As the pace of commerce has dramatically increased, the patience of customers has similarly decreased. "Better, faster, and cheaper" just isn't good enough any more; customers today are demanding perfect orders, shipped and delivered on time to the minute, at a cost that barely leaves any margin for error -- or profit.
Every manufacturer faces the same crucial challenge: Your customer expects perfect orders and shipments every time -- can your supply chain deliver them, every time? If you can't, then your company faces the consequences of invoice deductions, lost sales and even lost customers if your customer's expectations are not met.
At issue, though, is the definition of a "perfect order." According to Edward Marien, long-time director of supply chain management programs at the University of Wisconsin, customers are asking for:
- The Right Product in the
- Right Quantity from the
- Right Source to the
- Right Destination in the
- Right Condition at the
- Right Time with the
- Right Documentation for the
- Right Cost.
Failure to deliver -- they prefer to do business with companies that can deliver perfect orders and shipments every single time. Anything less is simply unacceptable.
Largely because their industry is so heavily influenced by the demands of major retail customers, the grocery industry (including food, beverage and consumer products manufacturers) focuses intently on perfect order metrics. According to Dee Biggs, director of customer logistics with grape-based product maker Welch Foods Inc., Concord, Mass., manufacturers need perfect order metrics for several reasons:
- to measure and improve your joint supply chain;
- to identify those measures that are critical to the success of your joint supply chain;
- because what gets measured gets done.
Consumer packaged goods (CPG) giant Procter & Gamble defines a perfect order as "a product that arrives on time, complete (as ordered), and billed correctly." As a result of an internal study, P&G discovered that each time it shipped out an imperfect order cost it an average of $200. The company found it was incurring such unnecessary costs as: the cost of redelivery when orders were late; replacement costs if shipments were damaged; processing costs for quantity adjustments, as well as price and allowance deductions.
To improve on its perfect order proficiency, P&G launched what it calls its Consumer-Driven Supply Network. In the process, the company has moved from the traditional CPG model of producing to a forecast to producing according to demand, with the goal of replenishing products as soon as they're purchased. Part of that strategy depends on technology that can receive point-of-sale data from the retailer and convert that into a replenishment order. For instance, P&G synchronizes item data with key retail customers, which saves the company at least $25 million per year by eliminating unnecessary transcription work and reducing its out-of-stocks.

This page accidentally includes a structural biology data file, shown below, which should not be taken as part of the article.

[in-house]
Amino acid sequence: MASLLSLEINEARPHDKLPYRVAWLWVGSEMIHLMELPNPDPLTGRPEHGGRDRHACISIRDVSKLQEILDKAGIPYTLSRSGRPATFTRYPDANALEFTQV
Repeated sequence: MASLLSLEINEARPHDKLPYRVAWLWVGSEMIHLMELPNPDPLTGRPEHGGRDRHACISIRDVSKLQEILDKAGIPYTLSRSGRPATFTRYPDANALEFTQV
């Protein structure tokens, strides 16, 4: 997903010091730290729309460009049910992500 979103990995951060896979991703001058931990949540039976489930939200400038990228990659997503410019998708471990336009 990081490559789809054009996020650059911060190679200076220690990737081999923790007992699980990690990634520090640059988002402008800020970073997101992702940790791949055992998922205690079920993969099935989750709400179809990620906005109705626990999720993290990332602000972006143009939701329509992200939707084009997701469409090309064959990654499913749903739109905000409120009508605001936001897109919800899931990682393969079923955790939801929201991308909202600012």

Equally important to that strategy is having an idea of what consumers want even before they enter the store. To that end, P&G regularly surveys its end consumers and works directly with its retailer customers to continuously improve its service levels. That's important because consumers are continuously insisting that they get what they want as soon as they want it.
This article is adapted from material appearing in the book Supply Chain Management Best Practices by David Blanchard (John Wiley & Sons, 2007, ISBN 0-471-78141-X), and is used with permission.
As the editor-in-chief of IndustryWeek, Dave Blanchard has more than 23 years of trade publishing experience. He has also served as the chief editor of two other Penton Media publications, Logistics Today and Supply Chain Technology News. He has launched numerous print and online newsletters, and is a frequent speaker at industry events. He was named one of the nation's top columnists two years in a row by the American Society of Business Publication Editors. His latest book, Supply Chain Management Best Practices, was recently published by John Wiley & Sons.